Cuba, Status of Captured “Guerrillas”
N.B. As per the disclaimer, neither the ICRC nor the authors can be identified with the opinions expressed in the Cases and Documents. Some cases even come to solutions that clearly violate IHL. They are nevertheless worthy of discussion, if only to raise a challenge to display more humanity in armed conflicts. Similarly, in some of the texts used in the case studies, the facts may not always be proven; nevertheless, they have been selected because they highlight interesting IHL issues and are thus published for didactic purposes.
[Source: Chapelle, D., “How Castro Won,” in Greene, T.N. (ed.), The Guerrilla – And How to Fight Him: Selections from the Marine Corps Gazette, 1965, p. 233. Also cited in Walzer, M., Just and Unjust Wars: A Moral Argument with Historical Illustrations, New York, Basic Books, 1977, 360 pp.]
That same evening, I watched the surrender of hundreds of Batistianos from a small-town garrison. They were gathered within a hollow square of rebel Tommy-gunners and harangued by Raul Castro:
“We hope that you will stay with us and fight against the master who so ill-used you. If you decide to refuse this invitation – and I am not going to repeat it – you will be delivered to the custody of the Cuban Red Cross tomorrow. Once you are under Batista’s orders again, we hope that you will not take arms against us. But, if you do, remember this:
“We took you this time. We can take you again. And when we do, we will not frighten or torture or kill you ... If you are captured a second time or even a third ... we will again return you exactly as we are doing now.”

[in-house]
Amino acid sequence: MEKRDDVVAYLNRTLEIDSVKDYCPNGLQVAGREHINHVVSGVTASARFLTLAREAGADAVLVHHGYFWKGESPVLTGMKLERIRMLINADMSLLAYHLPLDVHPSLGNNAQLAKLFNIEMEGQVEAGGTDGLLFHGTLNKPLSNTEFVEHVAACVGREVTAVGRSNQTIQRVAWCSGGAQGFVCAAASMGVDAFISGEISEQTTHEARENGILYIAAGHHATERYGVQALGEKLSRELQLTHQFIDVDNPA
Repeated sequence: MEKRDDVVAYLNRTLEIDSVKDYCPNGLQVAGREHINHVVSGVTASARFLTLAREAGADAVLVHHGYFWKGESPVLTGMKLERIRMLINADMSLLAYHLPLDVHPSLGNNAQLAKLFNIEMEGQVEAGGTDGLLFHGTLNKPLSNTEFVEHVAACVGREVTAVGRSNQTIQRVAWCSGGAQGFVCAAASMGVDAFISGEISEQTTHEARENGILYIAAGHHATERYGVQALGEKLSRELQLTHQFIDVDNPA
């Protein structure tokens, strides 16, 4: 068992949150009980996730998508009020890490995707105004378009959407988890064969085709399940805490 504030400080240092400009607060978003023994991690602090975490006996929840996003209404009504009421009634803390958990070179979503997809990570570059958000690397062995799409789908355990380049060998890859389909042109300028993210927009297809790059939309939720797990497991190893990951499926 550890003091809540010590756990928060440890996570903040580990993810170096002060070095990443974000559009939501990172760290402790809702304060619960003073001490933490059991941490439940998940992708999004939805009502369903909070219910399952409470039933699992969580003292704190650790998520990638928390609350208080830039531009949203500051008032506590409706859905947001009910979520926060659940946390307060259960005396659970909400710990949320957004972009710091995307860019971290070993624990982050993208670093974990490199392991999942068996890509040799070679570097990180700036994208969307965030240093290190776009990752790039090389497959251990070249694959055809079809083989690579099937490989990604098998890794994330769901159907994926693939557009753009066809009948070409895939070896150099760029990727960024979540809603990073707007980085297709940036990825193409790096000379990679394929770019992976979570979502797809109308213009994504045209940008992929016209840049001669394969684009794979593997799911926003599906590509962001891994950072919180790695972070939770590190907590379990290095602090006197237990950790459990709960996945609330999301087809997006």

- Under IHL, do those participating in hostilities in a non-international armed conflict, if captured, receive prisoner-of-war status? What could Raul Castro have done with those captured here? May they be convicted for having fought for the wrong cause?
- Is what he did lawful? Do his actions even go beyond the law applicable in international armed conflicts?
- Does IHL protect a prisoner of war’s duty of allegiance towards the power on which he depends? May a Detaining Power allow a prisoner of war to violate this duty? May it encourage him to do so? (GC III, Art. 87)
- If a prisoner of war changes his allegiance and professes, of his own free will, allegiance to the Detaining Power, does he lose his rights under Convention III? May he be allowed to enroll in the armed forces of the (former) Detaining Power? (GC III, Arts 7, 23, 52 and 130)
- According to IHL, may prisoners of war again take up arms once they have been repatriated? (GC I, Art. 14; GC III, Art. 117) If they do so, what is their fate if they are recaptured?
- What are the risks and advantages of doing what Raul Castro did? Will it facilitate his victory?
- Is the role assigned here to the Cuban Red Cross appropriate? Would it have been more appropriate for the International Committee of the Red Cross to perform this function? Why? (Statutes of the International Red Cross and Red Crescent Movement, Arts 3 and 5 [See Statutes of the International Red Cross and Red Crescent Movement]